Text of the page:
U.S. Pat. No. 2,293,652 to T. F. Johnson illustrates a single break air disconnecting switch wherein a contact bar is supported for pivotal movement on a stationary insulator stack. During operation the double switchblade portions move generally along their longitudinal axis to engage the pivotable contact bar.
In constructing a double break disconnecting switch it is desirable if the switchblade is always fully controlled. It is also desirable that the switch be relatively simple, inexpensive, and easy to maintain. A further desirable feature for a competitive air break disconnect switch is that it be operable by a relatively low torque.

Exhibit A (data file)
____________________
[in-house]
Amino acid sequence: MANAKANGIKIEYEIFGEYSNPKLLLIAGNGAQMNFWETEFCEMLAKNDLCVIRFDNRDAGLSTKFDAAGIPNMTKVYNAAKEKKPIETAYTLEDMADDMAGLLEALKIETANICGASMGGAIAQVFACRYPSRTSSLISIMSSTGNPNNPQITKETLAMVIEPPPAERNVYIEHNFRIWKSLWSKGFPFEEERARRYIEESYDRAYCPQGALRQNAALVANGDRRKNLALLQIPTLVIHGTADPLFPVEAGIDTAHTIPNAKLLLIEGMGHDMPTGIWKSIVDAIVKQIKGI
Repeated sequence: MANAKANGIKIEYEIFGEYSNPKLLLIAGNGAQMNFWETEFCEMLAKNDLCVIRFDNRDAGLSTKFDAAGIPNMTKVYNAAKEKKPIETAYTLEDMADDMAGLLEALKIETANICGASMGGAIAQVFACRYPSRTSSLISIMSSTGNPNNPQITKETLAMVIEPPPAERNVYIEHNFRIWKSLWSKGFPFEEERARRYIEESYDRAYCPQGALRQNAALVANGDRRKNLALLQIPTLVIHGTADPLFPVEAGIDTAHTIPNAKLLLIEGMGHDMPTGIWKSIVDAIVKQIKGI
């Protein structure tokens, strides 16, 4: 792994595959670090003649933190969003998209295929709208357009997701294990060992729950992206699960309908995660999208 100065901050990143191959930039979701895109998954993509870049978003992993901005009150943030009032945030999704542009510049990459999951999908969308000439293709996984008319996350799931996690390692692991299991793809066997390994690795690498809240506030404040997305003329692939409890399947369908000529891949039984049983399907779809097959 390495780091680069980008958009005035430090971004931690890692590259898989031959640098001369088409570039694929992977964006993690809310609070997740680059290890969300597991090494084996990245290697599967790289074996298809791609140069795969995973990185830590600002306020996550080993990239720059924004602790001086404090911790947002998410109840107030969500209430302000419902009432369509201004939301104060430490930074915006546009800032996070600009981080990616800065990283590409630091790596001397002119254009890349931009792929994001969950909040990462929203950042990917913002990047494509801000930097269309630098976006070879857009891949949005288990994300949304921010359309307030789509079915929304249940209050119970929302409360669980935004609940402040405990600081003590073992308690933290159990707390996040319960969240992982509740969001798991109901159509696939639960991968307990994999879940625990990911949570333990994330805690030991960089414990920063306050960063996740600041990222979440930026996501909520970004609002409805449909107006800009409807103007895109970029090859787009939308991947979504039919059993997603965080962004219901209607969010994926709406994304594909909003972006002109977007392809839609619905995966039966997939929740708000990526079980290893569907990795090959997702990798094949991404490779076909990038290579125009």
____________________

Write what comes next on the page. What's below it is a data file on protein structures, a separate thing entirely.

SUMMARY OF THE INVENTION
An air break disconnect switch is disclosed wherein the switchblade is fully controlled for unitary movement with the rotatable insulator from which it is supported. The switchblade does not twist or move about its longitudinal axis. Rotation of the rotatable supporting insulator is all that is required to operate the disclosed air break disconnecting switch. A jaw contact is mounted at the free end of the switchblade and this engages a contact bar which is supported from a stationary insulator. The contact bar is pivotally supported from the stationary insulator and is movable between a closed position in high pressure engagement with the contact jaw and an open position not in high pressure engagement with the contact jaw. Mechanical advantage is obtained for pivoting the contact bar from a pair of pivot support arms which support the contact bar at one end and which are pivoted around their other end on bearing surfaces fixed to the stationary insulator.